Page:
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2019 Reflection: The Last (Plastic) Straw

Single Use Plastic

2019 Reflection: The Last (Plastic) Straw

It was earlier this year when the government confirmed the ban on single-use plastics from 2020, including plastic straws, drink stirrers and cotton buds.

The government had been considering action on single-use plastic items since the huge public reaction to David Attenborough’s landmark Blue Planet II documentaries. The new controls were announced in Spring after 80% of people voted in support of the ban in a public consultation. The efforts hope to limit ocean pollution which the series had highlighted and is set to be enforceable from in April 2020.

Most single-use plastics we talk about are made from polypropylene and polystyrene, both of which take hundreds of years to break down or decompose. It shouldn’t be acceptable that items we use for just a few minutes will take hundreds of years to break down, and in some cases ends up in our oceans causing harm marine life. Over 150 million tons of plastic ends up in the world’s oceans and every year millions of birds and 100,000 sea mammals die from ingesting them or getting tangles in plastic waste.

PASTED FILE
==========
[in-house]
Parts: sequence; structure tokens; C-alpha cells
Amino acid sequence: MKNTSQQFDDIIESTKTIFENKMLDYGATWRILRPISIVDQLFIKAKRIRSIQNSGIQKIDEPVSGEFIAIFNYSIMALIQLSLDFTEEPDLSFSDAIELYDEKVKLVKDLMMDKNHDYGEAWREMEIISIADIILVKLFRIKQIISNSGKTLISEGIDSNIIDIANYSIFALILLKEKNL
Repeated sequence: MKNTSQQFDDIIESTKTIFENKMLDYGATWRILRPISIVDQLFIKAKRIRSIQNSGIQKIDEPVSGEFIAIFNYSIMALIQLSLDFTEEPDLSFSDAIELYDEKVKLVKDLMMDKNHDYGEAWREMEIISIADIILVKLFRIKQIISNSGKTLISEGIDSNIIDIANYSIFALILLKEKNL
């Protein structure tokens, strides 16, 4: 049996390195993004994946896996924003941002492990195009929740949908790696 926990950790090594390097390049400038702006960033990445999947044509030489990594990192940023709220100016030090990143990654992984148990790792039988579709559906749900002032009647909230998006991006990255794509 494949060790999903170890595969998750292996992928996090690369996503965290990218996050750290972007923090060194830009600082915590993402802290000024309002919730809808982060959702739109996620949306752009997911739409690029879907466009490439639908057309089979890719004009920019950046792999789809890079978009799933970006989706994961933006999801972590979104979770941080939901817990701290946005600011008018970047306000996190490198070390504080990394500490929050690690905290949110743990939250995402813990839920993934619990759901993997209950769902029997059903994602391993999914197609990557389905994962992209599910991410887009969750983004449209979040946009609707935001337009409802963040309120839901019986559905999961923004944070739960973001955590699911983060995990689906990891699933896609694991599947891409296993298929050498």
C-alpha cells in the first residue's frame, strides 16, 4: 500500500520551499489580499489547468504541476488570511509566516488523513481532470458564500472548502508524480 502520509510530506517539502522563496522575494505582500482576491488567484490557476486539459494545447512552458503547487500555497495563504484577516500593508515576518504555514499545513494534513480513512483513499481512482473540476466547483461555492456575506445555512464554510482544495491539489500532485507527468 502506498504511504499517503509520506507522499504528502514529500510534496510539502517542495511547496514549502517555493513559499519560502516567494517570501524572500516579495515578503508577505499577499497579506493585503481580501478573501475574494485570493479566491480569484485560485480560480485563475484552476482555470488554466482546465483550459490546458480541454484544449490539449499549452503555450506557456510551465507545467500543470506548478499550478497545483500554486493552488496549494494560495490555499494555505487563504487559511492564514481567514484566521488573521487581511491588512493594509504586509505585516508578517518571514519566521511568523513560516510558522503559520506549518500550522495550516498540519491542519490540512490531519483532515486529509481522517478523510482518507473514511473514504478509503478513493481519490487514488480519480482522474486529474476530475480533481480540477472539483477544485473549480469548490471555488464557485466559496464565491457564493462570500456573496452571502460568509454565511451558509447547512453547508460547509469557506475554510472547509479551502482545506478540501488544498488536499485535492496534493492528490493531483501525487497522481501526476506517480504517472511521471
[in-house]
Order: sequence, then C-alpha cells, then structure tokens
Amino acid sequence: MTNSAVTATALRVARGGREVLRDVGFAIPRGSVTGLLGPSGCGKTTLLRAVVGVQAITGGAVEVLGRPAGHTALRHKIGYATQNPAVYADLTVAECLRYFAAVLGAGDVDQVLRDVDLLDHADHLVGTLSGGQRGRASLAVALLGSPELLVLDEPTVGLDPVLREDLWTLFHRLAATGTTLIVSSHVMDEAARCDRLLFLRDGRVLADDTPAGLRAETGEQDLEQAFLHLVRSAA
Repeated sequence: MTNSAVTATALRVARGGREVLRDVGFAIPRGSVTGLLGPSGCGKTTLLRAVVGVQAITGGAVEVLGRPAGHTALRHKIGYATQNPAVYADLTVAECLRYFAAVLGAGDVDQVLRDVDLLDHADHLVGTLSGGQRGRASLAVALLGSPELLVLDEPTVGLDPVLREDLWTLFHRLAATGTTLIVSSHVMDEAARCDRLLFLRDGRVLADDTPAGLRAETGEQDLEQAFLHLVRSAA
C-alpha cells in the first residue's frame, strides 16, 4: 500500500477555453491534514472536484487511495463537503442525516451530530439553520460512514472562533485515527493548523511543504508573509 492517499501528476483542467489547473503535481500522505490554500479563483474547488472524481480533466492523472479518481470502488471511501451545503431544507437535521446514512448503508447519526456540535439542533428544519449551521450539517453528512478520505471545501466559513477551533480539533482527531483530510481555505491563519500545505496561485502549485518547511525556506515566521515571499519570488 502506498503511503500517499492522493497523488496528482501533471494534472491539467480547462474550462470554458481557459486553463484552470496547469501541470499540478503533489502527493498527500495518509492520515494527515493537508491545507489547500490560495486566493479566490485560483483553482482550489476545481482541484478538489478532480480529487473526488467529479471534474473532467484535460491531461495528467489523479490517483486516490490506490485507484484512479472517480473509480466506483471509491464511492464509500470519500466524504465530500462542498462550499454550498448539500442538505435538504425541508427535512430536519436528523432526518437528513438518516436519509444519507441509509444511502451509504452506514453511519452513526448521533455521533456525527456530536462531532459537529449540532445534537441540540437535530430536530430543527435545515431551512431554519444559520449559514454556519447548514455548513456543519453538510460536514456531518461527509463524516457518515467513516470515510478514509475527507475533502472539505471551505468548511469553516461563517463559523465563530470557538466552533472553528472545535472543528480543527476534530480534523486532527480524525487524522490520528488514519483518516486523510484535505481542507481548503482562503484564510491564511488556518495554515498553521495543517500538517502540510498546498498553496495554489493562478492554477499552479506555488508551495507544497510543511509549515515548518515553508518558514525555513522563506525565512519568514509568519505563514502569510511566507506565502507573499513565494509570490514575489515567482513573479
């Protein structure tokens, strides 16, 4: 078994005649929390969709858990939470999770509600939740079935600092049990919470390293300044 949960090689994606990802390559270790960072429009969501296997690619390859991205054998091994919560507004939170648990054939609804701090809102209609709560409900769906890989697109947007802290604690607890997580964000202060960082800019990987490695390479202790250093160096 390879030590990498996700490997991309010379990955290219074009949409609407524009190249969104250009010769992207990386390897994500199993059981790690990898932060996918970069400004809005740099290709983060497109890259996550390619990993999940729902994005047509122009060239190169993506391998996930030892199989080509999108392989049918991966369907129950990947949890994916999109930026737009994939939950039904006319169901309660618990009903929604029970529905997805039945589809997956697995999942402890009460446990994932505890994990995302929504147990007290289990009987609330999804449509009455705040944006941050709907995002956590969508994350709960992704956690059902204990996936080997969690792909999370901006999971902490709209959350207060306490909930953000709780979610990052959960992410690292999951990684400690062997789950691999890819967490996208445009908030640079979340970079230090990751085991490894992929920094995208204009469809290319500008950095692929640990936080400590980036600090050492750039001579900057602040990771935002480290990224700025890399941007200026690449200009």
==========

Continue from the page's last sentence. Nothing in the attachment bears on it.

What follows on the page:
Many restaurants and food outlets were quick to introduce replacements for the soon-to-be banned plastic straws, with a number of our fast food giants opting for paper alternatives. It’s estimated we use an incredible 8.5 billion plastic straws every year in the UK so it’s natural that some of us didn’t necessarily welcome the change.

Initial reactions? Consumers weren’t so keen on the change with fast food fans labelling the new paper straws as “mushy” and “pointless” when they launched. Savvy eBayers were even selling McDonalds’ ex-plastic straws online for a decent profit because of it.

The ban however doesn’t apply to people with medical needs or disabilities as paper and glass alternatives are not always adequate or safe enough. In these cases, registered pharmacies will be able to sell them over the counter and online.

Plastic-stemmed cotton buds will also still be available for use in labs and for forensic scientists. However, the cuts on a consumer level will the reduce the estimated 1.8 billion plastic-stemmed cotton buds used every year, many of which are flushed down the toilet and sometimes end up in our oceans.

Plastic stirrers, on the other hand, will be totally banned from sale (it’s estimated that we use 316 million stirrers a year!)

Eco-retailers have been introducing more sustainable alternatives such as glass, metal or bamboo straws/cutlery etc. Encouraging consumers to switch to reusable choices rather than any single-use items. You can read more in our ‘Ditching the Disposables’ blog we published earlier in the year.

Above is figure 1: Photo by Karina Tess on Unsplash

 

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